This week I’ve written articles on two court cases involving copyright, contracts and architects. Both cases involve lengthy disputes over either a unit block or project homes. The project homes case is continuing with an appeal due in 2008.
It got me thinking. What options are available for Australian architects who seek to professionally document their legal relationships with clients and collaborators?
The home unit case in the High Court of Australia was decided in December 2006: Architect gave an implied copyright licence. It involved an architect who prepared architectural plans with no written contract in place. He also entered an undocumented property development joint venture for the unit block. The second case was about project homes, the copyright in which has allegedly been breached by a substantial property development company and two of its senior executives: “Wow factor” snares copyright breach of architectural plans.
These tales of woe prompted research at the website of The Royal Australian Institute of Architects (RAIA).
Going to the RAIA website the list of winners from the 2007 National Architecture Awards caught my eye. The Awards have been running since 1981. The very informative RAIA Awards Gallery is a database searchable in many ways, including by type of building, location and year.
Then I saw what I had suspected existed, a collection of standard or template contracts available for purchase. Just as useful I noted lots of advisory notes.
Through a joint venture with Master Builders Australia, the RAIA makes available the Australian Building Industry Contract suite (ABIC suite). It includes a Major Works Contract, Simple Works Contract and Early Works Contract. Additionally, there are contracts such as a Furniture Supply Agreement for commercial fit-outs and a Costs Plus Contract where payments are for the cost of work plus a lump sum or percentage fee.
The architects in the two court cases could have used a licence contract to give or obtain consent to use some or all elements of designs or plans. Also, a written joint venture agreement could have reduced the scope and length of the dispute in the home units case. Without them potential problems lurked until they infected commercial and legal relationships big time. Contract drafting and documentation are core offerings by our firm. It’s a remarkable fact that a few hundred dollars invested in RAIA contracts or a few thousand dollars invested on advice from an IP and contract lawyer could have saved hundreds of thousands of dollars (if not millions) to sustain litigation lawyers and barristers.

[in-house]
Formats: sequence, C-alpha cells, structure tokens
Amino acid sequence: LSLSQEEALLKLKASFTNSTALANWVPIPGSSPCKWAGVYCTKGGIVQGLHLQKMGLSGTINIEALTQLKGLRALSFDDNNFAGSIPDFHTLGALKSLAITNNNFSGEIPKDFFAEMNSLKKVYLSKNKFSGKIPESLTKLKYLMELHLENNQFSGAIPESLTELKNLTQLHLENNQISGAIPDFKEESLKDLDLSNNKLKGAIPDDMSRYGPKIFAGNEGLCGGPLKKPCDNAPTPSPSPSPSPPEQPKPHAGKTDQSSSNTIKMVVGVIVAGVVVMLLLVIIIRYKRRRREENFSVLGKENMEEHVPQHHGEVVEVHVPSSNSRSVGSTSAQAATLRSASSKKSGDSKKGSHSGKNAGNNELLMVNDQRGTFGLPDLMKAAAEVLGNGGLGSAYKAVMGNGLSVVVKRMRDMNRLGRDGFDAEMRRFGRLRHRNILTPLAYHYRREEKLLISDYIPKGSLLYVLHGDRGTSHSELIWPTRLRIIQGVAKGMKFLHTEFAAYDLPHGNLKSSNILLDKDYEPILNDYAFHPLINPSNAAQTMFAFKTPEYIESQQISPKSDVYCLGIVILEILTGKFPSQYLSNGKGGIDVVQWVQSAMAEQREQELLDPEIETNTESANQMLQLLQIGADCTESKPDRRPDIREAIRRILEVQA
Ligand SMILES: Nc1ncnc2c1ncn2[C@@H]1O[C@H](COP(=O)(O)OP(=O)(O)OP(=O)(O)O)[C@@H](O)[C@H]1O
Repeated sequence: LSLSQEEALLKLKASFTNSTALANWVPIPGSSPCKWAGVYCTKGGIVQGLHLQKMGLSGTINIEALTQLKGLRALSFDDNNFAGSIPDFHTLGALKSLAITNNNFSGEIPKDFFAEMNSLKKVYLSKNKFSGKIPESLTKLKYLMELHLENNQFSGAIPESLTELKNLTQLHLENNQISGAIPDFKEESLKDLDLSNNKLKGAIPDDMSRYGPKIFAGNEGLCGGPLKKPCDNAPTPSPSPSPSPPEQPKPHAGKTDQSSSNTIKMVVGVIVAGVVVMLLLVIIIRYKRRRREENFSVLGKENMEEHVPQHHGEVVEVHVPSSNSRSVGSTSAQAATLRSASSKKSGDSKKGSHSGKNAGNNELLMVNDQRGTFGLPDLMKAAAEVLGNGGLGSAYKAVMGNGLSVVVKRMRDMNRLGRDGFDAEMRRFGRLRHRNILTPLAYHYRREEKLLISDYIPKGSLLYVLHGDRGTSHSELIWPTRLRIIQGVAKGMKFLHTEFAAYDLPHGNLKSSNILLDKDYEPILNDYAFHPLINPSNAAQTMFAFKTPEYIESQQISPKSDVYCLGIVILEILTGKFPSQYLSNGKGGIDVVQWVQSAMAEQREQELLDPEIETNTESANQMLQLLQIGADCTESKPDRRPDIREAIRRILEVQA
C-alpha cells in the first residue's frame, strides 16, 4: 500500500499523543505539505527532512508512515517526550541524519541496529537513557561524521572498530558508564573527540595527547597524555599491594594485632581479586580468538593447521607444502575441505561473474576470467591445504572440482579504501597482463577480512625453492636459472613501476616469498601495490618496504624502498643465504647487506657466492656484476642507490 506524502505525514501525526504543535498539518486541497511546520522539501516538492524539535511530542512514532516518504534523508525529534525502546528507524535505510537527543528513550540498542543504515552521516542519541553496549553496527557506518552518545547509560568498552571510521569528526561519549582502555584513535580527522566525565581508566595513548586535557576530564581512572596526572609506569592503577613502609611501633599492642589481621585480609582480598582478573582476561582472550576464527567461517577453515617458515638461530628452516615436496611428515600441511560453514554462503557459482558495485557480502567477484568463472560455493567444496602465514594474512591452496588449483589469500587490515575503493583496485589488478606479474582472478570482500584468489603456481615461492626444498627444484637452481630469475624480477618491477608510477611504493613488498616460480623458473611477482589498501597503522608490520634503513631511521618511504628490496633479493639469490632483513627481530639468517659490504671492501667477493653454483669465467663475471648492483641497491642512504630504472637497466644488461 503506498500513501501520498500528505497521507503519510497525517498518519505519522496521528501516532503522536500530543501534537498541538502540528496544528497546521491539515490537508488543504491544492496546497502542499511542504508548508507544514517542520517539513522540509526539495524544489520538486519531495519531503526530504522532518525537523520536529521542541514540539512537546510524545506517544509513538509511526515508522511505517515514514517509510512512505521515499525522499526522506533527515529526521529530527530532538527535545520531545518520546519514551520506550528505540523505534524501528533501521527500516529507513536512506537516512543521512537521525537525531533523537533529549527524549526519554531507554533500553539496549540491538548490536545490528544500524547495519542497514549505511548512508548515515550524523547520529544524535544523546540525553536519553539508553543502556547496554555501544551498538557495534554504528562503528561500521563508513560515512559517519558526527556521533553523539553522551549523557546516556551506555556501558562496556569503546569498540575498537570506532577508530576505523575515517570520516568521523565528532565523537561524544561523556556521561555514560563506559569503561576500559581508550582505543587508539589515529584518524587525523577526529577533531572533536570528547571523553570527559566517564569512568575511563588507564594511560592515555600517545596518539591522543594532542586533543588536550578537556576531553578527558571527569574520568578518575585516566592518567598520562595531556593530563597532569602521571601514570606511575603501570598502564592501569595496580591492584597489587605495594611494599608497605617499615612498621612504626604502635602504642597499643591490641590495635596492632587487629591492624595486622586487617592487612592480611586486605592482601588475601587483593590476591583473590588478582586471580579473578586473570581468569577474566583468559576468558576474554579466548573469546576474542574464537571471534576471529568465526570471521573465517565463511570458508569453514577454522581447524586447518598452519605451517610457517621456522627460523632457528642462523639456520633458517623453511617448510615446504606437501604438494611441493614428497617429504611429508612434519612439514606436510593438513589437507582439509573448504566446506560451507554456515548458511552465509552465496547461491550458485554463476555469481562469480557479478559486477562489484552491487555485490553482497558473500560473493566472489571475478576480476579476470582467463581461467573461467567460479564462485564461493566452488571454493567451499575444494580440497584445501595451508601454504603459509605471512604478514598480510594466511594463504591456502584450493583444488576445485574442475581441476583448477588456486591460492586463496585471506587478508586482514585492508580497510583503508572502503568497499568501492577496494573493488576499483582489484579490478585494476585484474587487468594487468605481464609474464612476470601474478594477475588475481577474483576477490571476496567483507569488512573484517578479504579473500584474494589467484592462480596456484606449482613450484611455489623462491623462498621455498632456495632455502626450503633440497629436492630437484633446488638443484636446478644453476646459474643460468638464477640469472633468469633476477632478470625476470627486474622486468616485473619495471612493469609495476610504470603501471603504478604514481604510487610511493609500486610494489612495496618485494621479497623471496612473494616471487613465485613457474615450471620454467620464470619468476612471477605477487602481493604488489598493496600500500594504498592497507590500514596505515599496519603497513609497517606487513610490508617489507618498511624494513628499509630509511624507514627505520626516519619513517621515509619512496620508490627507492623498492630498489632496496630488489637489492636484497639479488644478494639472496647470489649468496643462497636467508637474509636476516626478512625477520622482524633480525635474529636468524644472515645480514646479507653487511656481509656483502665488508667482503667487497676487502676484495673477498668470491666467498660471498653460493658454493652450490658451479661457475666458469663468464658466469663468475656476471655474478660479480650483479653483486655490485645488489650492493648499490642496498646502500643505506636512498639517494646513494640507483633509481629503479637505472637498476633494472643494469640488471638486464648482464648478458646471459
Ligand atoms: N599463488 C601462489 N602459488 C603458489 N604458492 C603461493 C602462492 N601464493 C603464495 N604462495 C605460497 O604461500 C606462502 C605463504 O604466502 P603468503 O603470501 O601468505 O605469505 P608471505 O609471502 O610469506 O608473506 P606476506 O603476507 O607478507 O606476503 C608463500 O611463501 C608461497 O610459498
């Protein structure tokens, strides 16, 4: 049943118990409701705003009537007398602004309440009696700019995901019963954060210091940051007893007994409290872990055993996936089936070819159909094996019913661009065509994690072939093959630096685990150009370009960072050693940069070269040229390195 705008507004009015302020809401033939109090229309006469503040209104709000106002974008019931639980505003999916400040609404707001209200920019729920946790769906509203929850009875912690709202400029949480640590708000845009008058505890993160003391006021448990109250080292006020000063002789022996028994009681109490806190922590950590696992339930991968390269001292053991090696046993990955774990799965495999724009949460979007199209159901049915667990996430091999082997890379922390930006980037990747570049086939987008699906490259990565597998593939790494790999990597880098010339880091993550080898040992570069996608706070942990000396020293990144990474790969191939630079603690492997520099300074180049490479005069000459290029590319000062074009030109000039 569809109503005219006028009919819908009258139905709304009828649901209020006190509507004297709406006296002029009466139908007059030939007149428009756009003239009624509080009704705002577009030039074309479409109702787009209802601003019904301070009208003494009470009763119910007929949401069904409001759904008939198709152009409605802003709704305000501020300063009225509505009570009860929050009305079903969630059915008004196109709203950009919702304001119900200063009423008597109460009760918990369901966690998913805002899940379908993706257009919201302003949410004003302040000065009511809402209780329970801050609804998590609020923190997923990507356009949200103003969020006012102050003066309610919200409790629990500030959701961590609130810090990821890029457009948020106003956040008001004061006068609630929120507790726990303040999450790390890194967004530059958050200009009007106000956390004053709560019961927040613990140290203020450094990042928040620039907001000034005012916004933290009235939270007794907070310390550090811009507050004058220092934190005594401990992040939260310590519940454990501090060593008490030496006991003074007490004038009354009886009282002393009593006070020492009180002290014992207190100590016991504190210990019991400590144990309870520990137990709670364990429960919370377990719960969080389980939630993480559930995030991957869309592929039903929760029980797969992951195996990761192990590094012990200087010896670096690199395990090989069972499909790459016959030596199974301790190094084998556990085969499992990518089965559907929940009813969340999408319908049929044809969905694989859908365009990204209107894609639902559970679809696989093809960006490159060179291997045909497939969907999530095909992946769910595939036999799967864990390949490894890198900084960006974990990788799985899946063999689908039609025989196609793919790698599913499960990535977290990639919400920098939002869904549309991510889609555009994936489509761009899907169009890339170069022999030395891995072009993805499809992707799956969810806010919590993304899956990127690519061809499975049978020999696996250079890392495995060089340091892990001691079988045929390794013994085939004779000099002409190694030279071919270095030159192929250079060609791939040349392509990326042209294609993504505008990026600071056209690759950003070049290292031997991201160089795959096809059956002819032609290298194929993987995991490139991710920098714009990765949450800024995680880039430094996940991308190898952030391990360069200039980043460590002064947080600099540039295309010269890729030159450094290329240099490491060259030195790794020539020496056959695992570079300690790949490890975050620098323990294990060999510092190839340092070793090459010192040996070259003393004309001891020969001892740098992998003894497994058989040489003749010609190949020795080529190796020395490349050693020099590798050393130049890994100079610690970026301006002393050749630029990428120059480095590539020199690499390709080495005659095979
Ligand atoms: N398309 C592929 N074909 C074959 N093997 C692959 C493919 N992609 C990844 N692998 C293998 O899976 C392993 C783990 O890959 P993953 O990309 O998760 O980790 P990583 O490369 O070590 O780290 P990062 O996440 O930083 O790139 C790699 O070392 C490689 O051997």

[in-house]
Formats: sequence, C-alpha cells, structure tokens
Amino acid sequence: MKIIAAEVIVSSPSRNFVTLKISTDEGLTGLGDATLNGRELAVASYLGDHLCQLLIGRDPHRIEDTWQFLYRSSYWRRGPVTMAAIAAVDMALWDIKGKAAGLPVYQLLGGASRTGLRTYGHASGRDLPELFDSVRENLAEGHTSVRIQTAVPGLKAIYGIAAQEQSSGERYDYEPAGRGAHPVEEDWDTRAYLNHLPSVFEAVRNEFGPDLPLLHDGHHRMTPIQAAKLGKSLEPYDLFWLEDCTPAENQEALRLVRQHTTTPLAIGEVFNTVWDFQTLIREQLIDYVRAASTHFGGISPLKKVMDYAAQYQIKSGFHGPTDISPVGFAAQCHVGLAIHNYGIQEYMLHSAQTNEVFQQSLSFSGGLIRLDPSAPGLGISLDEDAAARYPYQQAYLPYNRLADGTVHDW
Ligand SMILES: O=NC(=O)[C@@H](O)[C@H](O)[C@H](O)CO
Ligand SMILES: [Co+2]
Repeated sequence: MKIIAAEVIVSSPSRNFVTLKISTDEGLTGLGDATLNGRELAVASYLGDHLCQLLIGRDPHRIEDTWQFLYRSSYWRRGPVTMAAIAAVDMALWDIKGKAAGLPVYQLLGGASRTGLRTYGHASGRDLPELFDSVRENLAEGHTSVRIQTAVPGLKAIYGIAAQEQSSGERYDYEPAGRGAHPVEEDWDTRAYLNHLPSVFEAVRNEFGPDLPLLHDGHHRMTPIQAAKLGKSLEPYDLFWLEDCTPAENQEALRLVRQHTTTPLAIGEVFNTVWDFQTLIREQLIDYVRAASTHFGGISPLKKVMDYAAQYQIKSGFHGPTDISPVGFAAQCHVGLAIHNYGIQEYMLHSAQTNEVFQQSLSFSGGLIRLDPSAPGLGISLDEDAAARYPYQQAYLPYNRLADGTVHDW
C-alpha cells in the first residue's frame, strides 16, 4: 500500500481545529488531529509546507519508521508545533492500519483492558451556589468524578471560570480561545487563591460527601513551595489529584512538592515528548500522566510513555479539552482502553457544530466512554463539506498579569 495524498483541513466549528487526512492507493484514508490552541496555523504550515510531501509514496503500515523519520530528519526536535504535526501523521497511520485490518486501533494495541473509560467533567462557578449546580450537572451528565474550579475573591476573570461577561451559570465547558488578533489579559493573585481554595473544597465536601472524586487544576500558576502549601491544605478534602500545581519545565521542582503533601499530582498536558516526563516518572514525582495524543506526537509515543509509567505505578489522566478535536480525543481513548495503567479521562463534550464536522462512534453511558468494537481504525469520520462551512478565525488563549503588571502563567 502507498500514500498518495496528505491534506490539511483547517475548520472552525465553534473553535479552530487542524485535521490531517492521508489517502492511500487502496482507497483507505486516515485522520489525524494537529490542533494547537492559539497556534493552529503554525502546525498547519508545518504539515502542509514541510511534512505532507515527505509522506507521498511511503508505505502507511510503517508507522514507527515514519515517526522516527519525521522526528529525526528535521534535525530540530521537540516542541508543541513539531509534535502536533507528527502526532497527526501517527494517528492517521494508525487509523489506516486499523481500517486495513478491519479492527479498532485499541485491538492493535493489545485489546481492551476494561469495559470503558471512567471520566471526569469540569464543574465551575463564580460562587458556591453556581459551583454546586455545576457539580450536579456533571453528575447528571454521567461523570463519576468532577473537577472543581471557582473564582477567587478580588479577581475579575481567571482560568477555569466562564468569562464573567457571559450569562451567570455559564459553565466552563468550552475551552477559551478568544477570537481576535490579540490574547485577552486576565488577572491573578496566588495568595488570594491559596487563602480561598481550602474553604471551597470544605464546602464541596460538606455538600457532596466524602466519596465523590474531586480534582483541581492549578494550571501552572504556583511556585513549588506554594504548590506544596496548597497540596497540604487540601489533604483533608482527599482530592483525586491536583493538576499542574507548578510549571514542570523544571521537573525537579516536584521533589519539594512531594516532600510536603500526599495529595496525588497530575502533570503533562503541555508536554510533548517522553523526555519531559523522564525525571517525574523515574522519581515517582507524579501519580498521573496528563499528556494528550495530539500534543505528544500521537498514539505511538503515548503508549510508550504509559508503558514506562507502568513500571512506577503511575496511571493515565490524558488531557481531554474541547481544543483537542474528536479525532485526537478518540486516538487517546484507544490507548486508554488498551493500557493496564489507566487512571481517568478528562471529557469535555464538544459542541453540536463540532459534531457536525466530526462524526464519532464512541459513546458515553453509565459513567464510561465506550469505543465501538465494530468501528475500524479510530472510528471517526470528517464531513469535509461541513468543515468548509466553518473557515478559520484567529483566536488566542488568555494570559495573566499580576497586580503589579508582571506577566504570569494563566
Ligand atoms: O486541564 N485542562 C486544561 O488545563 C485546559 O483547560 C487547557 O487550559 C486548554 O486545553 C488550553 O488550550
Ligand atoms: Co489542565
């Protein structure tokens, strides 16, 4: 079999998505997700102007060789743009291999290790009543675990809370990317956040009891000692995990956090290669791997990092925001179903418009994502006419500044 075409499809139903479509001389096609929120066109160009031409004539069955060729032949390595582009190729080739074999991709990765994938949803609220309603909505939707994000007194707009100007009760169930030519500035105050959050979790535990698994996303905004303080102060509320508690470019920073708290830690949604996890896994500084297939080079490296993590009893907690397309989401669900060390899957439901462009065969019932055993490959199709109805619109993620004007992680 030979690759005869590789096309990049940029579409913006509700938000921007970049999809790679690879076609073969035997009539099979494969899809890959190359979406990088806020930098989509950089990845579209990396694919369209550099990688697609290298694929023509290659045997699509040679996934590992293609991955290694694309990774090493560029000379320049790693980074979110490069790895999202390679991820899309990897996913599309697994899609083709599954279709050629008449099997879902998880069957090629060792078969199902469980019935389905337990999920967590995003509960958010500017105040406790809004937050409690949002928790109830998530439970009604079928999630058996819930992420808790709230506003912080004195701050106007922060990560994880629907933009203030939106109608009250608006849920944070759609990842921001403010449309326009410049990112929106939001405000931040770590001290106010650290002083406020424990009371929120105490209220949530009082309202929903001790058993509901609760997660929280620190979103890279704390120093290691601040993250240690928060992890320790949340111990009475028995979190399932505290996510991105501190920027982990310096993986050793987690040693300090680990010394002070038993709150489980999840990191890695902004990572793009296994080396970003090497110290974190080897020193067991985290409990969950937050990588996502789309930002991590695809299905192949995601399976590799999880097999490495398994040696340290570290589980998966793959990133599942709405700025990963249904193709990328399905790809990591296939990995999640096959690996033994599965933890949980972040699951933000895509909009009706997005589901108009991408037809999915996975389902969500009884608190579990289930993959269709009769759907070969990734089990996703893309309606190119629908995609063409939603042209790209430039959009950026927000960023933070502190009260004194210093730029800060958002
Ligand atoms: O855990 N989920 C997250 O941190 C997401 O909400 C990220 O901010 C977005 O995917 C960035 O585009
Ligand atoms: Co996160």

Surely the architects in the cases could have done better or knew the right thing to do? Certainly the home units architect was a member of the RAIA.
The RAIA website informs us that it “…is a national body consisting of 9000 members across Australia and overseas.” RAIA architects are encouraged to undertake Continuing Professional Development and are obliged to comply with its Code of Professional Conduct.
A contract will very rarely make a really bad deal or really bad relationship any better. If there is poor ethics in the mix you might smell the aroma of litigation. The research confirmed my thinking on reading both court cases I wrote about this week, it is that both cases involve Australian architects behaving badly.
Graphics: Innovation Place is a new 2007 building now leasing in North Sydney. IP or Innovation Place is the name of the building. It’s either spin, or if there is anything innovative about the building it is not being prompoted.
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